Water Conservation – The Big Picture

The world is experiencing water shortages on all continents and water conservation is more and more important. One of the vital human needs, clean drinking water, can no longer be relied on to be available forever, even in regions with seemingly sufficient rainfall. Safe drinking water is already scarce in many places and not only in the arid, desert Southwest.

Over the last five years, according to an US Environmental Protection Agency 2008 report, nearly every region in the US experienced a shortage of water. These shortages are either due to groundwater being withdrawn in amounts that exceed the rate at which it is being refilled, or to municipal drinking water systems that are not large enough. Many towns already impose limited outside watering and irrigation for gardens and lawns. The answer to insufficient water supply systems is water conservation, not building a bigger and better distribution system and adding another waste water treatment plant.

Large amounts of water are consumed to sustain our way of living. The production of the goods we so quickly buy on a daily basis uses huge amounts of water. And we mostly are not aware of this. The list below gives a few examples of the water necessary to grow food, make paper or clothing.

  • 1 cup of coffee: 37 Gall. Does not include washing the cup
  • 1 pound of potatoes: 108 gallons
  • 1 slice of wheat bread: 11 gallons
  • 1 pound of beef: 1,860 gallons (yes, that IS correct)
  • 1 cotton T-shirt: 713 gallons
  • 0.6 gallons for one sheet of recycled paper. Up to 8 gallons for new paper

The above list was found at www.waterfootprint.org, a great educational resource for water use and water conservation.

Daily we consume hundreds of gallons of water without being aware of it, because we do not see that water. Reducing the water used for producing our food, paper, clothing, etc is essential to accomplishing successful water conservation. First though, we must know about this and get educated about where and how water is used. Once we know and understand, we can take the necessary steps.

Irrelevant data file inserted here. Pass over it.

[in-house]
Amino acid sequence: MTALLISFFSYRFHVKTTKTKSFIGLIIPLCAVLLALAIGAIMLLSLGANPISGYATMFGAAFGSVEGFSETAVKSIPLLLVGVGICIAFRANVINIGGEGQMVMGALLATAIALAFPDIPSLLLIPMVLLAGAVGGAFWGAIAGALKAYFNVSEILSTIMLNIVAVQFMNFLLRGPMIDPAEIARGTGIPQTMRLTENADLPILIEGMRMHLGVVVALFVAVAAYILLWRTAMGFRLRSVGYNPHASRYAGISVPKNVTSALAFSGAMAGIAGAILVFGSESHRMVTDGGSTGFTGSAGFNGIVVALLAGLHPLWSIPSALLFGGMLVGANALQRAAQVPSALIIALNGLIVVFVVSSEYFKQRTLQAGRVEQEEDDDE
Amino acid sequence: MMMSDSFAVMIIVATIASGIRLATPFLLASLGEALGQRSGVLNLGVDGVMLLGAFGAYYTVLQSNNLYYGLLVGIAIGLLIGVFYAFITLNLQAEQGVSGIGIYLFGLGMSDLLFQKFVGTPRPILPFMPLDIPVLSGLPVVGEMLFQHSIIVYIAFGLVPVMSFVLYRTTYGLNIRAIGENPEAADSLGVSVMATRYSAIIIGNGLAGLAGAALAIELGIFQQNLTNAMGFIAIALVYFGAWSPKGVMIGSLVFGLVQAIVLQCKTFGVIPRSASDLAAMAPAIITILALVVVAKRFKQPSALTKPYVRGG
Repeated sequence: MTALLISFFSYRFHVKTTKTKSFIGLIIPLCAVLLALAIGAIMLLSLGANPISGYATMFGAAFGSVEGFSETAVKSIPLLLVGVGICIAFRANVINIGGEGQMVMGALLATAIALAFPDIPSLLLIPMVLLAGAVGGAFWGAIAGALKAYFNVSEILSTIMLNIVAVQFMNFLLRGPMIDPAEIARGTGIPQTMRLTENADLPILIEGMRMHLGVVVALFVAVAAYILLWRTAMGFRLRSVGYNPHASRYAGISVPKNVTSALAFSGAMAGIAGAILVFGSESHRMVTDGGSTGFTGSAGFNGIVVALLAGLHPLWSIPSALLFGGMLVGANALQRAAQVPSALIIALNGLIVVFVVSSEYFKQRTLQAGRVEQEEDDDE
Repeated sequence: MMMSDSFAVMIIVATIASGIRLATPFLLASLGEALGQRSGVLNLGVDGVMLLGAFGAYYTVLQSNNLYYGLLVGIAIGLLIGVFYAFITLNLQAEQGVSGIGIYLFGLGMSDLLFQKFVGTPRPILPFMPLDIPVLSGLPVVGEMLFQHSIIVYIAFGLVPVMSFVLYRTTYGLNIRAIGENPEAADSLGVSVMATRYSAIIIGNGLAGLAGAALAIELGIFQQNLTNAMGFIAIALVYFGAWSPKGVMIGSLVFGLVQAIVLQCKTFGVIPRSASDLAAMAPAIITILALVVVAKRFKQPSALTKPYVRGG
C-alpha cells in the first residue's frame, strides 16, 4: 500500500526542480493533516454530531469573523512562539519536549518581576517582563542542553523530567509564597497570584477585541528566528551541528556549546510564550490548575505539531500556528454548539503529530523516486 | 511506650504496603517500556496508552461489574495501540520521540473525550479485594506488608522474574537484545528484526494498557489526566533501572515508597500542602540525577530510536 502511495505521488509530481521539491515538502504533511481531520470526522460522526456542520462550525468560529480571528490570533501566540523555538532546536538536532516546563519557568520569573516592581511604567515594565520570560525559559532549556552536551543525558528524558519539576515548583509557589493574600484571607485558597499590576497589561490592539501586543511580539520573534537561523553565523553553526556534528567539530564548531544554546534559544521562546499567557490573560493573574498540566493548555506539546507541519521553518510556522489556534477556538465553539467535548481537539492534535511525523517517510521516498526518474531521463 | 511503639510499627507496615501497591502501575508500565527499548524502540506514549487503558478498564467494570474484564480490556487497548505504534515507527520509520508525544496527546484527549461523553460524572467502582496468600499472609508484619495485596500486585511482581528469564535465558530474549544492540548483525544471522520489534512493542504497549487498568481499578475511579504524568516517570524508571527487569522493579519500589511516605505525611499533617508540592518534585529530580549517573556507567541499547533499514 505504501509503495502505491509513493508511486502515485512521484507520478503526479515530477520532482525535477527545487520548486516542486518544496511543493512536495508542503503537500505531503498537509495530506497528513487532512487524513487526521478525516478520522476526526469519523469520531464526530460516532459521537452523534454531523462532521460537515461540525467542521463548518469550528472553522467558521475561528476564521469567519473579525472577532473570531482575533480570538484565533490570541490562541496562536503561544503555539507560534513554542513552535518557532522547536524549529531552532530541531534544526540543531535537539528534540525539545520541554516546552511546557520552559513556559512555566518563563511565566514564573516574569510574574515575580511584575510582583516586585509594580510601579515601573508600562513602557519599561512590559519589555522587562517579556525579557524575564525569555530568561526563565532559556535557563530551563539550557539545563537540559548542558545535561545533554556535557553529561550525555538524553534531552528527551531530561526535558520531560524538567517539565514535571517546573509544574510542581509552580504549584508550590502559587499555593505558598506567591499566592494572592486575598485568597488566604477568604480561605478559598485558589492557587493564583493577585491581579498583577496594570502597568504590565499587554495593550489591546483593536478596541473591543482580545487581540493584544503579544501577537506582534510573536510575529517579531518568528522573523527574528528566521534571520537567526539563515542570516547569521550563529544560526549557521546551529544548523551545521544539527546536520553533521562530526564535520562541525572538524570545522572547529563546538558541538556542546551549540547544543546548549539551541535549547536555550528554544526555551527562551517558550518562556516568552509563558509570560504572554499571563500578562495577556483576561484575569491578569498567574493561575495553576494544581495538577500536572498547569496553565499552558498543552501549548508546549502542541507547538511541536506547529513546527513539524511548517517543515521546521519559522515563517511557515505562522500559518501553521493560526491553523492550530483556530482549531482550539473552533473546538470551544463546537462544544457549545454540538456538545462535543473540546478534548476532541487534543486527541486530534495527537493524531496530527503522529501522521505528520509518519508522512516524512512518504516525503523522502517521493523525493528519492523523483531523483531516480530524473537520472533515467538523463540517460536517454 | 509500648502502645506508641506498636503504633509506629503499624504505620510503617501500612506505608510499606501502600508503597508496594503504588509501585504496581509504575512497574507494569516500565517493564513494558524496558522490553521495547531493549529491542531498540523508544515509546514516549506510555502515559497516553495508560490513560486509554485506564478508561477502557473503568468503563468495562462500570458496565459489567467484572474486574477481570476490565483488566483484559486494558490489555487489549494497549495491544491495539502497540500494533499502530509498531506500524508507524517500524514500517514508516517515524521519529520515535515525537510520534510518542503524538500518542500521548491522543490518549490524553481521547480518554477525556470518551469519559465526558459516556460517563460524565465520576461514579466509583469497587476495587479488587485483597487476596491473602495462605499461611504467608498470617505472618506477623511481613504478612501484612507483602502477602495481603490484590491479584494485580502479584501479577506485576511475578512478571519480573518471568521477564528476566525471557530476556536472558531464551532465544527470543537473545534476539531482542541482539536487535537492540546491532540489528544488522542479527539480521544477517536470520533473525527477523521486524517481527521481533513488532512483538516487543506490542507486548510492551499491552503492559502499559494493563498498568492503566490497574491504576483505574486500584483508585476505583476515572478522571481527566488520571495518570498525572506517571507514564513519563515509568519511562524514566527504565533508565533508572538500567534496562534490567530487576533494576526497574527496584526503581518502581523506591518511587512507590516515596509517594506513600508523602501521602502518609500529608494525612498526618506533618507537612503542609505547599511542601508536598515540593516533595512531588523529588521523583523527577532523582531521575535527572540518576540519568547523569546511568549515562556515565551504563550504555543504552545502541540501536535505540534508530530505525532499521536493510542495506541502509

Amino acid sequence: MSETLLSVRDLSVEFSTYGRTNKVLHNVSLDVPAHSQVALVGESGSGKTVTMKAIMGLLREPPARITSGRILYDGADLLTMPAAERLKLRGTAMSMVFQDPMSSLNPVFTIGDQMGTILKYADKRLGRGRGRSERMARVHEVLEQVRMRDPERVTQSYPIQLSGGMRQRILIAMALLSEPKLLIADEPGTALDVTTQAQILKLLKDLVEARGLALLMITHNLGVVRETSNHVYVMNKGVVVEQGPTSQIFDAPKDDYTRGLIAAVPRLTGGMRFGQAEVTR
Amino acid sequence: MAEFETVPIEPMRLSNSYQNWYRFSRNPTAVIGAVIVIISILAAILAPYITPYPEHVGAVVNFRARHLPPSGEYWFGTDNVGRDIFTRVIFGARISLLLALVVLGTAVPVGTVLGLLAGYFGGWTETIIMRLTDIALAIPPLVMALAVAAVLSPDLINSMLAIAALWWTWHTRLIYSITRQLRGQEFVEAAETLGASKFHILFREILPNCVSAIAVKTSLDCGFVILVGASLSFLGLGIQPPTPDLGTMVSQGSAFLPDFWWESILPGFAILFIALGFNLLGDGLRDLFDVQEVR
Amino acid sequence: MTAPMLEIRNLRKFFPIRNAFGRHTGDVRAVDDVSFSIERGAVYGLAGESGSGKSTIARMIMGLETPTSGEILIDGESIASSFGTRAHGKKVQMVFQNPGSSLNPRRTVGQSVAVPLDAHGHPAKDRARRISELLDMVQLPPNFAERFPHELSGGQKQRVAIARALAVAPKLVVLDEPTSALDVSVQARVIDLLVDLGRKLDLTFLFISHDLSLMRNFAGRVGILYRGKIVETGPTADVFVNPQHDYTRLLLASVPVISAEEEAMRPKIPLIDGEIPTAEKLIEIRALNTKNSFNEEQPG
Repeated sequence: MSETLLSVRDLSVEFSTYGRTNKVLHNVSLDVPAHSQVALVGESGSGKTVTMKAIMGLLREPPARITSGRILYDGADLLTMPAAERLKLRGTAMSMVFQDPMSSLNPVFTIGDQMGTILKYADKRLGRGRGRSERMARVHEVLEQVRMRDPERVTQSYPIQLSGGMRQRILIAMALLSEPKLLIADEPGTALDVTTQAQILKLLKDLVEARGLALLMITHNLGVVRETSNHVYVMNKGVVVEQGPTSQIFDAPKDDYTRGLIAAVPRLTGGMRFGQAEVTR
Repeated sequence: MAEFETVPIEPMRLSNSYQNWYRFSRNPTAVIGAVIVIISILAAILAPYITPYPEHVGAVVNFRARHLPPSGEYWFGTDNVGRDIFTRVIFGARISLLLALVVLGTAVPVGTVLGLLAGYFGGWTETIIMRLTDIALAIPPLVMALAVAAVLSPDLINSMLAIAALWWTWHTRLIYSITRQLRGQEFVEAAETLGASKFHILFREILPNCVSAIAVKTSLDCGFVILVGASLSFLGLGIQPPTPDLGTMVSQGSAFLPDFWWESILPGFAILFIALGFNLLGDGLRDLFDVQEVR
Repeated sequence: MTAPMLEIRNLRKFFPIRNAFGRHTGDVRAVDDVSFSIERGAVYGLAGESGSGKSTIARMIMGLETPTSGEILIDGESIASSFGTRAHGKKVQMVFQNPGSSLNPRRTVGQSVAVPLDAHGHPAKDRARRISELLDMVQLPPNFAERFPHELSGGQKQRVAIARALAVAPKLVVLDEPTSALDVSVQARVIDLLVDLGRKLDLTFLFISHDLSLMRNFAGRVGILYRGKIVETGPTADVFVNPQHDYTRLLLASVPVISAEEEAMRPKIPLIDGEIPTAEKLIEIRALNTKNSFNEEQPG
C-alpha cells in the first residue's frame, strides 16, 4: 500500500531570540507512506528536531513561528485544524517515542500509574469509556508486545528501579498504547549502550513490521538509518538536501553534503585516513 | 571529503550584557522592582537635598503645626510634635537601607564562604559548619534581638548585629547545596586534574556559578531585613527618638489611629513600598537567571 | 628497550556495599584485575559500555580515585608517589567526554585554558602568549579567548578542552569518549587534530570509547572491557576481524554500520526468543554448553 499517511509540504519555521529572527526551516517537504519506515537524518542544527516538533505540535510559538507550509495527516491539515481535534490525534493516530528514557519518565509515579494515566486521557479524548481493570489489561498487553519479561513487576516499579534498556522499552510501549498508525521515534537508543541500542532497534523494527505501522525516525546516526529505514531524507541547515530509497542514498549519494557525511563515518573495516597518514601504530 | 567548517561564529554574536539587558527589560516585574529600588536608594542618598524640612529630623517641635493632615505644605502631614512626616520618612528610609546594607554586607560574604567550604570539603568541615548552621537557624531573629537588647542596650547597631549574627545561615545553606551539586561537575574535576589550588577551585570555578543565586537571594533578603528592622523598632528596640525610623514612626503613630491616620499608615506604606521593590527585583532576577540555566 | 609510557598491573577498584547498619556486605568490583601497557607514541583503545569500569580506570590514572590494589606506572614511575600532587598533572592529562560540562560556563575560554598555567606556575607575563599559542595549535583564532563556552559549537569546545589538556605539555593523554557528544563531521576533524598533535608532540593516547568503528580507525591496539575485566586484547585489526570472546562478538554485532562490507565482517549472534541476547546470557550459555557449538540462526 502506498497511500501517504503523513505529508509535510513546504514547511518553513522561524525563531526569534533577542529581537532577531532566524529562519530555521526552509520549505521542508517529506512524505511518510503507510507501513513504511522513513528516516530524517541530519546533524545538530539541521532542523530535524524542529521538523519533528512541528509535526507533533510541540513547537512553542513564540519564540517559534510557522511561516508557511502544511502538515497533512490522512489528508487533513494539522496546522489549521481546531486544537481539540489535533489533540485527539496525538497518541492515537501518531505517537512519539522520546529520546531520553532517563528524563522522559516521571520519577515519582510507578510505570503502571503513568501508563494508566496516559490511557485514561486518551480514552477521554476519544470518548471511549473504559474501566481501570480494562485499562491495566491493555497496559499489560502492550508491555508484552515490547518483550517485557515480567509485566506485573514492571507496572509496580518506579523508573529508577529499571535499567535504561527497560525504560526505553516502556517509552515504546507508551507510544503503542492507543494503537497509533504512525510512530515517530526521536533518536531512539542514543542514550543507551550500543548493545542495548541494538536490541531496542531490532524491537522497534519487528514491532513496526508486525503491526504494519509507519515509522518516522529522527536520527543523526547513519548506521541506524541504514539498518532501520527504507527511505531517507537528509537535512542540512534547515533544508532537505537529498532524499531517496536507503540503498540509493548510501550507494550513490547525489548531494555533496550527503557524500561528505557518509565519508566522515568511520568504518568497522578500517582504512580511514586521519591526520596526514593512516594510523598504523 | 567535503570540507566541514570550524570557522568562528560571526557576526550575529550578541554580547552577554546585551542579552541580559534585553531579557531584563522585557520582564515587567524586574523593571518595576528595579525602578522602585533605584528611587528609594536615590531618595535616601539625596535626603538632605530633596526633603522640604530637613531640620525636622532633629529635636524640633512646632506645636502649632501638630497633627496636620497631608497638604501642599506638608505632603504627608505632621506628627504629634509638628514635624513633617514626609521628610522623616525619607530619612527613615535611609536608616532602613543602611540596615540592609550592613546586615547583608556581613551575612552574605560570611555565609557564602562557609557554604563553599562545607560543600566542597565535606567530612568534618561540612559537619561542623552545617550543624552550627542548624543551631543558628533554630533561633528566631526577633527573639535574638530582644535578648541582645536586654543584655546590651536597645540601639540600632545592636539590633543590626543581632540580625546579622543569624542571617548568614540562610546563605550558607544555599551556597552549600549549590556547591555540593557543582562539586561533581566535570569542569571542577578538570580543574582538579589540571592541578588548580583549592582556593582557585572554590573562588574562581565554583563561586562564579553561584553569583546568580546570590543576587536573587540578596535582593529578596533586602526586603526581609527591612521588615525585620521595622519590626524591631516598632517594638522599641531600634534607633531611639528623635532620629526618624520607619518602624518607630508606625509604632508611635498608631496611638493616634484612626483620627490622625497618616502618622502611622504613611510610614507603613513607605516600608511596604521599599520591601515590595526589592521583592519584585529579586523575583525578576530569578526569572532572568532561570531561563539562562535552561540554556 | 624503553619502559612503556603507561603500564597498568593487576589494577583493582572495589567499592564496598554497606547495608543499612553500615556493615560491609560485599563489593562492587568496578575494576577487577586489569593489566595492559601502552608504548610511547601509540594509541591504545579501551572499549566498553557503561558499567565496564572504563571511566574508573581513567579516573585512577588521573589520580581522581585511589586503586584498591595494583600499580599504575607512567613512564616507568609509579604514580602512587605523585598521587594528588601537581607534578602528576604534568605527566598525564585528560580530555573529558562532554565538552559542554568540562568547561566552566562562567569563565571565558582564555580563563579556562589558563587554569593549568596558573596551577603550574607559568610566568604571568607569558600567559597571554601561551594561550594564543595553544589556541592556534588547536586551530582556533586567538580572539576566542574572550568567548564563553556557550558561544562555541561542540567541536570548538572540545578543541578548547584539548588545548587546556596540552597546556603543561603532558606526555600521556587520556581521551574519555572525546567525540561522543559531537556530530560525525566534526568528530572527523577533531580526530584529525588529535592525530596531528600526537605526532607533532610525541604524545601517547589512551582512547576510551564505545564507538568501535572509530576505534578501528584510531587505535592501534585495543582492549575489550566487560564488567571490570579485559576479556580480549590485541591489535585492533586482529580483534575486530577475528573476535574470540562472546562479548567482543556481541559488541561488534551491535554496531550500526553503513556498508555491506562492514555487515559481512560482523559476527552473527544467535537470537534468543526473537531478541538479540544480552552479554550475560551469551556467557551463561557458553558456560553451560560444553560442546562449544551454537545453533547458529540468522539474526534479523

So how can you conserve water in the home? For example, when you recycle paper, in addition to saving trees, you also drastically decrease the quantity of water used. Or, you can consider keeping that T-shirt that might be out of fashion but is still in good condition, instead of buying another new one. That way you can save over 700 gallons of water. Ask yourself if you really must I have a 16-oz steak for dinner, given that you already had 2 eggs for breakfast at 53 gallons of water each, and a 1/4-pound hamburger at lunch time which used about 500 gallons of water?

And how can we conserve water outside the home? Millions of gallons of precious water are wasted by excessive watering of lawns. Too many irrigation systems can be seen in operation in the middle of the day, with the sun beating down, when nearly all of the water will evaporate without it ever reaching the roots of the plants. A lot of homeowners water their lawns too often as well, wasting water and ending up with weak plants, that have shallow roots. A lush green lawn in arid climates is not possible without wasting, yes wasting, an unbelievable amount of precious water. Commercial farming or landscape watering systems are also culprits by using automatic irrigation systems on rainy days or at noon.

Humans, animals and plants require water to survive. It is urgent that we begin conserving water right now so that we humans, as well as animals and plants, can thrive. What we do as individuals and as society as a whole, has a immense impact. How we live, and the daily choices we make, either waste water or help to support water conservation.



Source by Christiane Perrin

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